Impact of Correctional Theories and Punishment

Impact of Correctional Theories and Punishment

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You will gain an understanding of the evolution of correctional philosophies and the correctional system in the United States. The corrections process is a result of society responding to deviance. Responding to deviance has evolved in many ways around the globe. The United States has its own evolution of corrections. This LASA will explore the origin and evolution of prisons from the design of Jeremy Bentham’s Panopticon (all-seeing) Prison to today’s modern prison systems and the prison privatization industry.

Any inquiry into the origin of prisons requires students to include an overview of the correctional eras in the United States, beginning with the origin of the Walnut Street Jail in Philadelphia in 1790 and through the crime control era of today. It is necessary that you examine the organization of corrections and include the changes in the external society that led to the policy changes in corrections and correctional philosophy. You will assess the purpose, implementation, and effectiveness of corrections, including the major reasons for the movement toward prisonization starting in the 1960s and the evolution to today’s current corrections practices.


You recently completed a summer work-study program at the Centervale Corrections facility. This experience has confirmed your interest in pursuing corrections as a career, and you have started taking classes in corrections at Centervale University. As part of your introductory course you are to evaluate, compare, and contrast the historical origins of the correctional enterprise in the United States and the impact of correctional theories and punishment around the globe in a 1500-word, APA style paper (5–7 pages of content, not including the title page, abstract, references, and table of cases), using a minimum of 10 references and three United States Supreme Court cases dealing with prison conditions, prisoner rights, and access to medical treatment.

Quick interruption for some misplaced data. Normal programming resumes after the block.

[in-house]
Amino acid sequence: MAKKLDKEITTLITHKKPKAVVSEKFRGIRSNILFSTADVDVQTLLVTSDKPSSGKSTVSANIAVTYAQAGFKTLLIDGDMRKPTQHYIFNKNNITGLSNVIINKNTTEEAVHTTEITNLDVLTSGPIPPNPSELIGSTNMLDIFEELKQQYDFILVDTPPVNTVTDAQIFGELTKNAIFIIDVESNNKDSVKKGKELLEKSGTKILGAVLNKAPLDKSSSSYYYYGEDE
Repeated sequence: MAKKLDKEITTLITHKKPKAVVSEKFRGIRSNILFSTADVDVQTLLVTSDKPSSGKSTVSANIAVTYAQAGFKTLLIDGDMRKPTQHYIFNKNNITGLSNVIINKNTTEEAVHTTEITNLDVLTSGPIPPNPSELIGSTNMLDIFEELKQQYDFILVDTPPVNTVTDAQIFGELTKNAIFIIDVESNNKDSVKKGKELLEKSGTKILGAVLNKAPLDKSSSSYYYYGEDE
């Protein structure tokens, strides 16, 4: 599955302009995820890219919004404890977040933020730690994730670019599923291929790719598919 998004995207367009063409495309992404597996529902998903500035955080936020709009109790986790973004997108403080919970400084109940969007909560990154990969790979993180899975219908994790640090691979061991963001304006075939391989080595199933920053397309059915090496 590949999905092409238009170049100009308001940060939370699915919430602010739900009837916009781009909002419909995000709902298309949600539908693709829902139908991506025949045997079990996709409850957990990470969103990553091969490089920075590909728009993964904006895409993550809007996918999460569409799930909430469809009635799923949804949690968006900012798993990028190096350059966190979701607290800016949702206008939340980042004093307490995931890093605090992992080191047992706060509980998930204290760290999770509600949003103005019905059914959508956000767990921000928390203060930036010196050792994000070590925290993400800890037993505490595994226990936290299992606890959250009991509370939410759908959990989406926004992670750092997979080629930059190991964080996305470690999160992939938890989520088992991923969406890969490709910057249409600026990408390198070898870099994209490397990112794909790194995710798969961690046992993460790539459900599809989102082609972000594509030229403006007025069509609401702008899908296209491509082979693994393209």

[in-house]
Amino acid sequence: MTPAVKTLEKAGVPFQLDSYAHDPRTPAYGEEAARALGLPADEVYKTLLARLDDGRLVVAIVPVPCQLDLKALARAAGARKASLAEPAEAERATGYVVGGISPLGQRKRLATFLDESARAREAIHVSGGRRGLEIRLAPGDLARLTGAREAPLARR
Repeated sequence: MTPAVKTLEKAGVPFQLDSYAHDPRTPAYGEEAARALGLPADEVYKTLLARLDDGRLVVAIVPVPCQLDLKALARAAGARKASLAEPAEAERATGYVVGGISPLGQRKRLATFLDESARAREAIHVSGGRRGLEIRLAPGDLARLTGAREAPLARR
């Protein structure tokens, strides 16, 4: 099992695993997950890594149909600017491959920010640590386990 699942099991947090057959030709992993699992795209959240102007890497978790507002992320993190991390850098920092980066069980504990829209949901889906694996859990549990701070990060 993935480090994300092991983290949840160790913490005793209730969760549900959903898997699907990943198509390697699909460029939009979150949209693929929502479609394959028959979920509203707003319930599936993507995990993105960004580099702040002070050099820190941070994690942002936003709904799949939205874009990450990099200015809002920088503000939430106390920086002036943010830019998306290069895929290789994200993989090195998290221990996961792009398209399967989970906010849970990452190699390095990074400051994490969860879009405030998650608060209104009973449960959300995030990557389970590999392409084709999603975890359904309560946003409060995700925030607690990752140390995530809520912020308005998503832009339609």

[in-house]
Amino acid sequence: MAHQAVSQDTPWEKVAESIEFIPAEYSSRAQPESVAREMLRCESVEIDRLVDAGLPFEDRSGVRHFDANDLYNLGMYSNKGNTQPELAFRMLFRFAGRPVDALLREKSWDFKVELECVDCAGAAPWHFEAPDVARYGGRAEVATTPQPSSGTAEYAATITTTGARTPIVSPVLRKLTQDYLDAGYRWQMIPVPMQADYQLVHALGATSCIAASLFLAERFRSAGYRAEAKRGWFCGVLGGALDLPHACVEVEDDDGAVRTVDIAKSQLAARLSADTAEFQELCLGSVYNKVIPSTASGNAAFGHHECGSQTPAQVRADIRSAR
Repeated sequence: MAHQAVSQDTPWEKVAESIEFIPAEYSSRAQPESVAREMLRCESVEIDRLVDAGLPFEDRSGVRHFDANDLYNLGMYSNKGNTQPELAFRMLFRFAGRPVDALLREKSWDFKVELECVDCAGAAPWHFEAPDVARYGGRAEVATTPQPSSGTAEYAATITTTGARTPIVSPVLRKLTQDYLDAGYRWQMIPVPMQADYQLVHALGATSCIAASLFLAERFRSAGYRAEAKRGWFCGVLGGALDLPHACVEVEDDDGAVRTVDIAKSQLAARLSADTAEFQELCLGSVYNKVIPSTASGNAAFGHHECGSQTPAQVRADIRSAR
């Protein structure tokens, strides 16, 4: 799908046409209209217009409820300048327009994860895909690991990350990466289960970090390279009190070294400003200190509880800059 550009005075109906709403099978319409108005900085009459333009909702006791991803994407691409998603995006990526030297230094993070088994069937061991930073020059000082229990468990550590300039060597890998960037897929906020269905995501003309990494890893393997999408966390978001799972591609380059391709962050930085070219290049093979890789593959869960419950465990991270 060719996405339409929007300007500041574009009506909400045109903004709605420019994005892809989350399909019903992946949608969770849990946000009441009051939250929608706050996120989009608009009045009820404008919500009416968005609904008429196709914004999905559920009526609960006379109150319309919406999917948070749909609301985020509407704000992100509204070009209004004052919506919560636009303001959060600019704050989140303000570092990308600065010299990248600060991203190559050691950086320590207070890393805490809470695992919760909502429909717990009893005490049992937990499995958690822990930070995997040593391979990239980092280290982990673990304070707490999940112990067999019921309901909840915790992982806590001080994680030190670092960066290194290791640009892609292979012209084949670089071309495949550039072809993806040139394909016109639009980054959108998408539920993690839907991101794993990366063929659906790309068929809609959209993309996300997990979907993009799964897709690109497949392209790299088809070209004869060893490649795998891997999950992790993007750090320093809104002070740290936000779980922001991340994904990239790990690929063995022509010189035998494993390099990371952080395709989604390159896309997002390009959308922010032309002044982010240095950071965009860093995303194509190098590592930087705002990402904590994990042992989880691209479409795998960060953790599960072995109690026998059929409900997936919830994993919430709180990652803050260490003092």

Chapter five, “Prison Systems,” of your textbook will give you some rudimentary information on the current types of prisons; you will supplement this with empirical research in order to fully explore modern prison systems and respond to the following:

Examine the correctional eras in the United States starting with the first era in the 1790s and covering the various eras to include the major reasons for the movement toward prisonization in the 1960s to present practices.
Examine the historical evolution of the Panopticon (all-seeing prison style) developed by Jeremy Bentham and the impact of this style on modern system architecture and the use of closed-circuit television (CCTV) cameras.
Analyze the political changes in society and the impact of correctional rationales on correctional practice; include how special interest groups and the current intolerance for criminals have forged correctional philosophies.
Compare and contrast the impact of correctional theories and punishment on the effectiveness or ineffectiveness of the correctional enterprise system.
Examine the use and the constitutionality of the prison privatization industry; include analysis of stockholders’ influence on rehabilitation and what classification of prisoners should be incarcerated in private prisons compared to state prisons (i.e., minimum, medium, maximum, and super-max). Articulate your opinion based on empirical research and citation of court cases and reference materials from academic and scientific journal articles.
Consider the future of corrections. Compare and contrast the formal and informal social control around the globe and the impact the social control has on the future of corrections policies. Reference a modern prison system, either in your state or in another state, from your research.

Include an APA-formatted reference page that links back to your in-text citations and supports your recommendations. Remember, you cannot have only in-text citations or only references. You must have both because in-text citations and references link to each other

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